In a web application I am building, I need to allow users to link multiple email addresses and addresses to their account.

The requirements are:

  • Users can add and remove email addresses and addresses linked to their account.
  • Users will need to set 1 email address and 1 address as their primary email/address.
  • Adding addresses to the application is ENTIRELY optional, but the user must have at least 1 email address linked to the account (user log in using any of the linked email addresses).
  • Adding and removing emails/addresses should be as quick as possible and having too many "pages" in the process is undesirable.
  • Progressive enhancement is to be used. While we can easily create very rich and friendly experiences with the use of Javascript, an acceptable solution also needs to be avaliable for those without javascript.

Initially, I thought this would be something quite straight-forward and to simply use an "add/remove" control:


download bmml source – Wireframes created with Balsamiq Mockups

The interface for editing addresses is exactly the same, except instead of 1 text field, we have multiple text fields and dropdowns representing a control for editing addresses.

Some apparent problems I have noticed:

Email addresses

  • Do people ever need to edit an email address? For example, in Facebook, the currently linked addresses are not displayed in text fields and are just displayed as links: enter image description here
  • In my mock up, it is easy to mistakenly click the "make this primary" and "remove buttons".
  • However, it is quite easy to mass edit and add new email addresses.


  • As it currently stands, the user will see a page full of text fields representing current addresses, which may or may not be confusing.
  • The benefit is that users can easily modify all currently addresses and add and remove addresses all at once.
  • Amazon has a similiar interface, but their add/edit address form is on an entirely seperate page: enter image description here enter image description here
  • Unlinke Amazon, I do not need to allow users to set whether the address appears in the drop down or to link a payment method with the address.

Given these set of requirements and the pros/cons I have outlined, is there anyway to improve upon the interface to enhance the user experience? Or am I looking at the wrong approach and should be looking at a totally different way to do this?

1 Answer 1


I think the Facebook solution you presented is a better solution than your mockup for the following reasons:

  1. As you mentioned, users shouldn't ever need to edit their email address; they will have received a confirmation link to that address, and so the email cannot be reasonably edited after the fact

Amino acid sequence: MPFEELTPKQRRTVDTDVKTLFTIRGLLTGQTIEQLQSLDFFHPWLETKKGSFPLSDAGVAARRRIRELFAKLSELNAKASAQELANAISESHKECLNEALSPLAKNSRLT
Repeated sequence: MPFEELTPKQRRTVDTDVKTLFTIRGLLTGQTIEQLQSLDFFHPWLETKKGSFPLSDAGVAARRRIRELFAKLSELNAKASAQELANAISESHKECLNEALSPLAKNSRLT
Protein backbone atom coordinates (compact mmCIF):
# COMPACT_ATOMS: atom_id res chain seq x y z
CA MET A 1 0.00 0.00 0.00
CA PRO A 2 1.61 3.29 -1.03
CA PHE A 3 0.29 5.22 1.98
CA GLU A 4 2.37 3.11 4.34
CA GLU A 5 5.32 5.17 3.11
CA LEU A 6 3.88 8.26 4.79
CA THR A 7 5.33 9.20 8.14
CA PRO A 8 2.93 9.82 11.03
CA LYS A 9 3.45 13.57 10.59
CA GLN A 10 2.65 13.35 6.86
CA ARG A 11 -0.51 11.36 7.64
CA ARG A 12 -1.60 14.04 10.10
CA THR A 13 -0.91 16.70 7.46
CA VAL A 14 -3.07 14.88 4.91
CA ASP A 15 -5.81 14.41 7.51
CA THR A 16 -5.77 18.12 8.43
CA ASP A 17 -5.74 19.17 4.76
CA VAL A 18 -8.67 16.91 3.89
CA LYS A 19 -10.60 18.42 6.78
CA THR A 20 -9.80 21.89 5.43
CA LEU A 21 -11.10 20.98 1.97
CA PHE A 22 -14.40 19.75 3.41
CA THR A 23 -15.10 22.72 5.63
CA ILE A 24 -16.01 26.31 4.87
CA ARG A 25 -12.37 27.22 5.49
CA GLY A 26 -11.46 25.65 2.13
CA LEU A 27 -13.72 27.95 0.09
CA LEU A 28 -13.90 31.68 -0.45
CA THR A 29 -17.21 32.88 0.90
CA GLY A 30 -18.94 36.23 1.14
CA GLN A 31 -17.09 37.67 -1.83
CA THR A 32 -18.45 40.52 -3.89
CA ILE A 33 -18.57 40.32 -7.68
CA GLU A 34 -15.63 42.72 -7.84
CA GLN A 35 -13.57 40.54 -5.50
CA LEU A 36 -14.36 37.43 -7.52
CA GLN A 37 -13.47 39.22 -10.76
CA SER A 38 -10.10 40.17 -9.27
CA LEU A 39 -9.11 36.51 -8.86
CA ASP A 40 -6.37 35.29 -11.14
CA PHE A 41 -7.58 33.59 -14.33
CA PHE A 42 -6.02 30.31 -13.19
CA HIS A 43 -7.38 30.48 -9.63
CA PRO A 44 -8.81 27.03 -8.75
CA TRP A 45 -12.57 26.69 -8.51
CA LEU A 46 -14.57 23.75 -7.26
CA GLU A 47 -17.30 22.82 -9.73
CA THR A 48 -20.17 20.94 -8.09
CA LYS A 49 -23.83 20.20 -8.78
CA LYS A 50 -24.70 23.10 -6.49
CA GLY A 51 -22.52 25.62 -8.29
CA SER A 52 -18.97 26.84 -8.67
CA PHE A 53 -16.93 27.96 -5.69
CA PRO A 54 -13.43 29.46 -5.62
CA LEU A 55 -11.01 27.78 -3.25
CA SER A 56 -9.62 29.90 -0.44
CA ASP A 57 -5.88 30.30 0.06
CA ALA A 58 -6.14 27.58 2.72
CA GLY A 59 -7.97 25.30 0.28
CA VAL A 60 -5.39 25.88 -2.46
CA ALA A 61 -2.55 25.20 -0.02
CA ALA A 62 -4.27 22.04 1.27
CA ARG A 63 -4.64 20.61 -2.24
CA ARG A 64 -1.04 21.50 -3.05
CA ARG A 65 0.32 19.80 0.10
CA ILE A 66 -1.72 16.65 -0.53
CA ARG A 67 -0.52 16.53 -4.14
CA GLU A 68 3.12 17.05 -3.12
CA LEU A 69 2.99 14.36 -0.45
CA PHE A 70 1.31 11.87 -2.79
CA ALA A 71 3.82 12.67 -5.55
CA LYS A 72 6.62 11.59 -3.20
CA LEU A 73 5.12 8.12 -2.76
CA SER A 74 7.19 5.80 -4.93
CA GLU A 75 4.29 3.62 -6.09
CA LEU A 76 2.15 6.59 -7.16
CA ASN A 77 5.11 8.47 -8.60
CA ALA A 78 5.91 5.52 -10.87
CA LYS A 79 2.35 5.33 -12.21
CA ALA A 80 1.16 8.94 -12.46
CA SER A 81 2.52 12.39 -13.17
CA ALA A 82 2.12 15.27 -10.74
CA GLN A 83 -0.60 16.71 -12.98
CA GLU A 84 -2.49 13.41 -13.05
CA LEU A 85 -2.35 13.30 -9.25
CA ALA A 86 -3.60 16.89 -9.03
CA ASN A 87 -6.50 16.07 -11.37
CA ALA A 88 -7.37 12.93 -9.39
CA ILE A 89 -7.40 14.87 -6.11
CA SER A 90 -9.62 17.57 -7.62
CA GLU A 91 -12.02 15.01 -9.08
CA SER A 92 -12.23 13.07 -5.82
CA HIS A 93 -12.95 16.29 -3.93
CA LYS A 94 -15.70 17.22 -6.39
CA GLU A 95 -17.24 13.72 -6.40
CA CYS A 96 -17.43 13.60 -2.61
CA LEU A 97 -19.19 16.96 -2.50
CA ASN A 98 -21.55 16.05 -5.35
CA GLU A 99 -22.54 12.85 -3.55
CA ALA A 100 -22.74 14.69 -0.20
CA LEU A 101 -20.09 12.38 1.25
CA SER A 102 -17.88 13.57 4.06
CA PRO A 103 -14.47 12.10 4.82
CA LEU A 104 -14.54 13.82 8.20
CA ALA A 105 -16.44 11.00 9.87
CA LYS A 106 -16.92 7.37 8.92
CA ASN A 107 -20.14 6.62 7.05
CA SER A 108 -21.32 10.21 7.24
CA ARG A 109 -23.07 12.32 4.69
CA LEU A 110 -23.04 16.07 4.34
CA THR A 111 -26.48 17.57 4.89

2. The Facebook option makes it very easy to see which is the current primary email address, whereas your mockup doesn't make that very clear

For reference, here's how TripIt solves this same problem:

TripIt's email management interface

…and here's how LinkedIn does it:

LinkedIn's email management interface

I don't have many useful tips for physical addresses, sadly (Amazon was my first thought, as in your post).

I do have one reference implementation, this one from a service called comGateway that provides re-shipping products from the US overseas (e.g. for retailers that don't ship overseas):

comGateway's physical address management interface

They call this list your "address book" which I don't really agree with (to me, my address book is full of other people's addresses), and you'll notice they don't offer the ability to select a "primary" address; every shipment requires you to pick explicitly from the set of addresses you've provided.

  • Very helpful input :) Do you have any recommendations regarding addresses?
    – F21
    Commented Jun 7, 2012 at 2:17
  • @phpdev: I've updated my answer to include a reference implementation of physical addresses, but I have much less experience with those sorts of problems.
    – Kit Grose
    Commented Jun 7, 2012 at 4:08
  • Why shouldn't e-mail addresses be edited just because a confirmation e-mail was sent? Just a matter of sending a new confirmation request and only really changing the e-mail when it has been confirmed and reverting to the old address if it isn't confirmed. The question then becomes whether it is more natural for a user to edit his/her e-mail address or to add the new one, make it primary and then delete the old one. I know which one I prefer (in case you hadn't guessed: the one that is more direct for me). Commented Jun 7, 2012 at 6:18
  • @MarjanVenema: I don't believe these things should be decided on number of steps alone; I believe the mental model is more clearly defined (and the behaviour is more predictable/obvious) in the real-world examples at effectively zero cost. Since the task will inherently require a round-trip to the user's inbox, I think the key is making the effect of changes to the interface obvious. In the OP's original mockup, can I make changes to multiple email addresses? How do I persist a change to an email address? I believe the friction is higher when the interface is more flexible (in this case).
    – Kit Grose
    Commented Jun 7, 2012 at 7:24
  • @KitGrose: I didn't mean to imply that it should be decided on the number of steps. I think it is far more natural for someone to edit an e-mail address than to go through an add/remove cycle. Making the background (confirmation) work as needed for the app's requirements is a developer's challenge. Also, having a single e-mail address is probably far more common than someone having multiple addresses. I'd design for the simple case and cater to the extended case through a different UI (form). Commented Jun 7, 2012 at 7:33

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